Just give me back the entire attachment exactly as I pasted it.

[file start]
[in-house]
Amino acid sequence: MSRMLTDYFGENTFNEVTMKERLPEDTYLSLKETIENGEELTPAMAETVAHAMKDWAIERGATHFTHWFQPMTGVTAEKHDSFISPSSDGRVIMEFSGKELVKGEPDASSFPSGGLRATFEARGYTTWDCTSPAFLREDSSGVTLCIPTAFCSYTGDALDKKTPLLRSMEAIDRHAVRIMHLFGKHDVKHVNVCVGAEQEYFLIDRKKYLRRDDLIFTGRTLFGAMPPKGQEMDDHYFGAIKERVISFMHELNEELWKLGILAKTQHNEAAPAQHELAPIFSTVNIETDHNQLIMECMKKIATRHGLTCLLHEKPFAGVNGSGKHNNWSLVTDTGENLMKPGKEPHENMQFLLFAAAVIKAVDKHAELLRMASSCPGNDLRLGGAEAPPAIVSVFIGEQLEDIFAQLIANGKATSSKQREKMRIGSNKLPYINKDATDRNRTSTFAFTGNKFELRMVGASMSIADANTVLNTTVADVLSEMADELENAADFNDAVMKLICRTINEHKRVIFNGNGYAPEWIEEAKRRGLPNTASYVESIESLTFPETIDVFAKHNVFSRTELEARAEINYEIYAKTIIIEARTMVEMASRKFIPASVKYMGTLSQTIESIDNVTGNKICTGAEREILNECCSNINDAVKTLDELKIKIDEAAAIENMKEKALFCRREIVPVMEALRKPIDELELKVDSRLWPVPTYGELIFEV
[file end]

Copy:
[in-house]
Amino acid sequence: MSRMLTDYFGENTFNEVTMKERLPEDTYLSLKETIENGEELTPAMAETVAHAMKDWAIERGATHFTHWFQPMTGVTAEKHDSFISPSSDGRVIMEFSGKELVKGEPDASSFPSGGLRATFEARGYTTWDCTSPAFLREDSSGVTLCIPTAFCSYTGDALDKKTPLLRSMEAIDRHAVRIMHLFGKHDVKHVNVCVGAEQEYFLIDRKKYLRRDDLIFTGRTLFGAMPPKGQEMDDHYFGAIKERVISFMHELNEELWKLGILAKTQHNEAAPAQHELAPIFSTVNIETDHNQLIMECMKKIATRHGLTCLLHEKPFAGVNGSGKHNNWSLVTDTGENLMKPGKEPHENMQFLLFAAAVIKAVDKHAELLRMASSCPGNDLRLGGAEAPPAIVSVFIGEQLEDIFAQLIANGKATSSKQREKMRIGSNKLPYINKDATDRNRTSTFAFTGNKFELRMVGASMSIADANTVLNTTVADVLSEMADELENAADFNDAVMKLICRTINEHKRVIFNGNGYAPEWIEEAKRRGLPNTASYVESIESLTFPETIDVFAKHNVFSRTELEARAEINYEIYAKTIIIEARTMVEMASRKFIPASVKYMGTLSQTIESIDNVTGNKICTGAEREILNECCSNINDAVKTLDELKIKIDEAAAIENMKEKALFCRREIVPVMEALRKPIDELELKVDSRLWPVPTYGELIFEV